Friday, December 19, 2014


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Grozny Opens 'Europe's Biggest Mosque'

Russian Prime Minister Vladimir Putin and Chechen President Ramzan Kadyrov  Russian Prime Minister Vladimir Putin and Chechen President Ramzan Kadyrov
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Russian Prime Minister Vladimir Putin and Chechen President Ramzan Kadyrov
Russian Prime Minister Vladimir Putin and Chechen President Ramzan Kadyrov
Officials in the capital of Russia's southern republic of Chechnya have opened what is being called Europe's largest mosque, accommodating more than 10,000 worshipers.

"This is the pride of the entire Muslim community," Chechen President Ramzan Kadyrov told attendees at the opening in Grozny of the $20 million project, whose construction began more than three years ago. "This makes us happy and joyful because we are truly devoted Muslims."

The building is named Akhmad-Haji Kadyrov Mosque, after the current president's father, who was assassinated in 2004.

It was erected on the site of the former Soviet Communist Party's regional headquarters.

More than 200 Muslim clerics from around the world attended the ceremony in Grozny, which is still rebuilding after years of war.

Russian Prime Minister Vladimir Putin, who arrived in Grozny on October 16, got a tour of the new mosque ahead of its inauguration.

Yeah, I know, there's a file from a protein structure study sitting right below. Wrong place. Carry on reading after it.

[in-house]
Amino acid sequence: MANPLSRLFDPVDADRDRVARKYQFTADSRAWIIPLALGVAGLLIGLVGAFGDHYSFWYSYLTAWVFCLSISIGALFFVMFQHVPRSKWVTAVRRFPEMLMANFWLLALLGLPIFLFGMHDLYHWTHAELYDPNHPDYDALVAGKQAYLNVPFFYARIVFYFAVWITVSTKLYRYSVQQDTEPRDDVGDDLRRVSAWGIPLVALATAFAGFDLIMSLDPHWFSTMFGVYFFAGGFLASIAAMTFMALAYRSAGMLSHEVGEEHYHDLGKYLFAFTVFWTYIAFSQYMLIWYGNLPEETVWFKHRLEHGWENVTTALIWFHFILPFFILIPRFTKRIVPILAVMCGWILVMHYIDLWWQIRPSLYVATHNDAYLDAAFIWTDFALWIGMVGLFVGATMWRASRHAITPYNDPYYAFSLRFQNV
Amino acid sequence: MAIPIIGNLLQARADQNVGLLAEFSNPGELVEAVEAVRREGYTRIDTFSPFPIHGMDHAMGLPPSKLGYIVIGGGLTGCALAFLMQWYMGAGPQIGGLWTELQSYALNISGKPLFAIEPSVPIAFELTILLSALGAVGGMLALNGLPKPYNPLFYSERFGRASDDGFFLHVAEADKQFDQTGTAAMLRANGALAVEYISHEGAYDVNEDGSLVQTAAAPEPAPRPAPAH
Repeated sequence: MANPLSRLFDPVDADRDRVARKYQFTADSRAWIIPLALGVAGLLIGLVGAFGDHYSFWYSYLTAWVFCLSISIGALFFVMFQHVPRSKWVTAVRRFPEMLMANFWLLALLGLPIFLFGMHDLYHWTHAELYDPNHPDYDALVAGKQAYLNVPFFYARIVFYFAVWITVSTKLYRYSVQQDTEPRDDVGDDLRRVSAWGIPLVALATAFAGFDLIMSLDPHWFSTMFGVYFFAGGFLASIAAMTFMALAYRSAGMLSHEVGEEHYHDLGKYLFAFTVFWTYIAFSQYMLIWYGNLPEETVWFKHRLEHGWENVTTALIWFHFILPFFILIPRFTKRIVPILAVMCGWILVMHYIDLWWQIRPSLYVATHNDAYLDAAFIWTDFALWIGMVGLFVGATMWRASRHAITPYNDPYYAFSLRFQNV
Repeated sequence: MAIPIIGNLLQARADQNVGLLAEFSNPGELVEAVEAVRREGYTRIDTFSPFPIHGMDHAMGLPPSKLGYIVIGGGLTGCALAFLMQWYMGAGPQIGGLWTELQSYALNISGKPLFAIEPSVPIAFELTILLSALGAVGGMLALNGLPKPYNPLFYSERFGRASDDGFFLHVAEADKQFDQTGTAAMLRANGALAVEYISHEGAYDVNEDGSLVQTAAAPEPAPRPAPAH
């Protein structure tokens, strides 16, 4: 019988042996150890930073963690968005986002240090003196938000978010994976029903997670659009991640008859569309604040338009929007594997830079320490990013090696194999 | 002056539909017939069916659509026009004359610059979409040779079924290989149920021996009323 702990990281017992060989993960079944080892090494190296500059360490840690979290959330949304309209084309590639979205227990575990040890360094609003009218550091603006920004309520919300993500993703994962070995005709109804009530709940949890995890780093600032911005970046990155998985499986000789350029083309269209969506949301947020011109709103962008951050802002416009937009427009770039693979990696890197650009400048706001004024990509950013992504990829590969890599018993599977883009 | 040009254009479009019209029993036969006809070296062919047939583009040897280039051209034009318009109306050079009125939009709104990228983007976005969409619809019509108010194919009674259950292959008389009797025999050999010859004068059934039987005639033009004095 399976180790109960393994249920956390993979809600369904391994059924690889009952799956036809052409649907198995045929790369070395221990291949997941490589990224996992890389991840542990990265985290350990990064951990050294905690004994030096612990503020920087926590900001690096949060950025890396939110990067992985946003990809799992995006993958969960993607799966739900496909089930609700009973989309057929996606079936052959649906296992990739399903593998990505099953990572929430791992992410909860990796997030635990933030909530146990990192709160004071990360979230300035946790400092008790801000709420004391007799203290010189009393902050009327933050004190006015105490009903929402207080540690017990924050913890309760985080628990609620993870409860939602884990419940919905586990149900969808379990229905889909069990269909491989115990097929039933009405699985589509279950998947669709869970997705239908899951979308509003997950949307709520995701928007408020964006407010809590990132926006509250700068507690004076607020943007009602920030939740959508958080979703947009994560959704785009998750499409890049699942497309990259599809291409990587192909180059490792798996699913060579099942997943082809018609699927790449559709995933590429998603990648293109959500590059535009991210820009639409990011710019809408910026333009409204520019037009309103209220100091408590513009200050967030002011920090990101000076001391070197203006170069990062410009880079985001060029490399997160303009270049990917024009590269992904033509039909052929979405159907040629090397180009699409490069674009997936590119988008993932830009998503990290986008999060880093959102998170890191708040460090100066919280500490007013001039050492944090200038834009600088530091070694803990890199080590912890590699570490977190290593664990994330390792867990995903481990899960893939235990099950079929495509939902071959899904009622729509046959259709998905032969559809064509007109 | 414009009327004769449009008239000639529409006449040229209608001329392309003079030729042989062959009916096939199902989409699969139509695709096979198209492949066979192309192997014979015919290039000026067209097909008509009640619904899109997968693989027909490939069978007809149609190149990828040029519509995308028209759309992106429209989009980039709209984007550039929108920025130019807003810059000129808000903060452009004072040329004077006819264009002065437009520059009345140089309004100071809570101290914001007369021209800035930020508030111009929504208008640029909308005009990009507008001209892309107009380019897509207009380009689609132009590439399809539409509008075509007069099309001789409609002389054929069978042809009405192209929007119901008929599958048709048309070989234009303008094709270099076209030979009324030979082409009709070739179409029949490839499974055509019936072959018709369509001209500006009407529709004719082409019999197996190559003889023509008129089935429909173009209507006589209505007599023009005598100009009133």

"I think that not only the Chechen people and the Muslims of Chechnya, but also all the Muslims of Russia can be proud of this mosque," Putin said. "This is really a big gift to the whole Muslim world."

Earlier this month, a central avenue in Grozny was named after Putin, who as president sent in troops to retake control of the separatist republic. Previously called Victory Avenue, the avenue is now called Putin Avenue.

The mosque will accommodate over 10,000 worshipers and features 60-meter tall minarets. It will be surrounded by Chechnya's Islamic administration, a religious school, an Islamic university, a hotel, and a religious library.

The pro-Moscow Kadyrov has hailed the complex as an important step forward for the people of Chechnya after years of war. During the Soviet era, Chechnya had no main mosque.

Kadyrov, speaking this week in Grozny, said: "Up to now residents of the republican capital didn't have an opportunity to pray in one, main mosque, though it is usual for all Islamic states and regions where Islam is practiced."

At least 10 percent of Chechnya's population, about 100,000 people, is estimated to have been killed in fighting over the last years. Human rights groups, however, say the number is much higher.

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